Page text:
Offer the kibble several times a day and remove it after he’s taken a few mouthfuls.
He will not be completely free of his mother.
She’ll most likely feed the puppies rapidly while standing before fleeing.
She’s not going to lie down and let the puppies suckle from her at their leisure.
They will have their puppy teeth now, and the mother will not want to do anything about it.
8 Weeks Old German Shepherd Puppy
To get him on a consistent meal schedule, feed him three times a day, but don’t keep food out after feeding hours.
You can give him up to two cups every day, but don’t be surprised if he doesn’t finish it.
However, he will be expending a lot more calories now and will need to compensate with well-balanced meals.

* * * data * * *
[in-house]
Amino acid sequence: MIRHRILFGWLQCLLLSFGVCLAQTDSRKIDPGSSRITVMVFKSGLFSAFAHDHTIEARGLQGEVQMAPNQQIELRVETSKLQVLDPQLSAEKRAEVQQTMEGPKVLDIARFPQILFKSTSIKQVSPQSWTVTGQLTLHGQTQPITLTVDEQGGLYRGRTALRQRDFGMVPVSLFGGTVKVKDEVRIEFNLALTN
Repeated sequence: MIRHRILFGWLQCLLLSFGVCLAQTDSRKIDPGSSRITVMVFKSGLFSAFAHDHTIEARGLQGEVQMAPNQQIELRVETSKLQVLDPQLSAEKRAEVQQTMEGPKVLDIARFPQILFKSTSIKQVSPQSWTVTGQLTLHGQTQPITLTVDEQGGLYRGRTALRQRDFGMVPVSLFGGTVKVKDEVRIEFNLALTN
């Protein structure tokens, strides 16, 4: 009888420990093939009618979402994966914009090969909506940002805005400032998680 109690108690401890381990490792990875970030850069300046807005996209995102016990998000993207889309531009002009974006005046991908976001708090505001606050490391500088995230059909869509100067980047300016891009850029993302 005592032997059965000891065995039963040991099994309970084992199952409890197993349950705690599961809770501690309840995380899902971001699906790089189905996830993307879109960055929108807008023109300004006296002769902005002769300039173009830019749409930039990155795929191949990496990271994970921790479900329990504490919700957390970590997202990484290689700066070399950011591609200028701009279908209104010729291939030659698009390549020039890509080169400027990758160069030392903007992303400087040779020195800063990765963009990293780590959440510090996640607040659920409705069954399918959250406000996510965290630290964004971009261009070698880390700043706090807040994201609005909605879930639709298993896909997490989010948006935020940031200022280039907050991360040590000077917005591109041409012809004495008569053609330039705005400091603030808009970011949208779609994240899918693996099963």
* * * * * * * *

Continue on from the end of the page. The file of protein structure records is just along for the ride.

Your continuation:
Every German Shepherd eats differently, thus the two cups are merely a guideline to keep in mind.
9 Weeks Old German Shepherd Puppy
Your 9-week-old German Shepherd puppy is now available for adoption.
If you’re switching your puppy’s food from what he was eating at the breeder, you’ll need to do so gradually over a few days.
This will minimize any gastrointestinal distress he could have and help him transition more smoothly.
You should still maintain him on a three-meal-a-day regimen, divided into equal quantities.
Remember to throw away any food that hasn’t been consumed.
This will allow you to keep track of how much he eats and how his appetite is doing.
10 Weeks Old German Shepherd Puppy
By this time, your German Shepherd puppy will be quite hungry.
Even so, make sure to feed him three times a day to maintain regularity.
At 8 weeks, the two cups we recommended might not be enough to satisfy his hunger.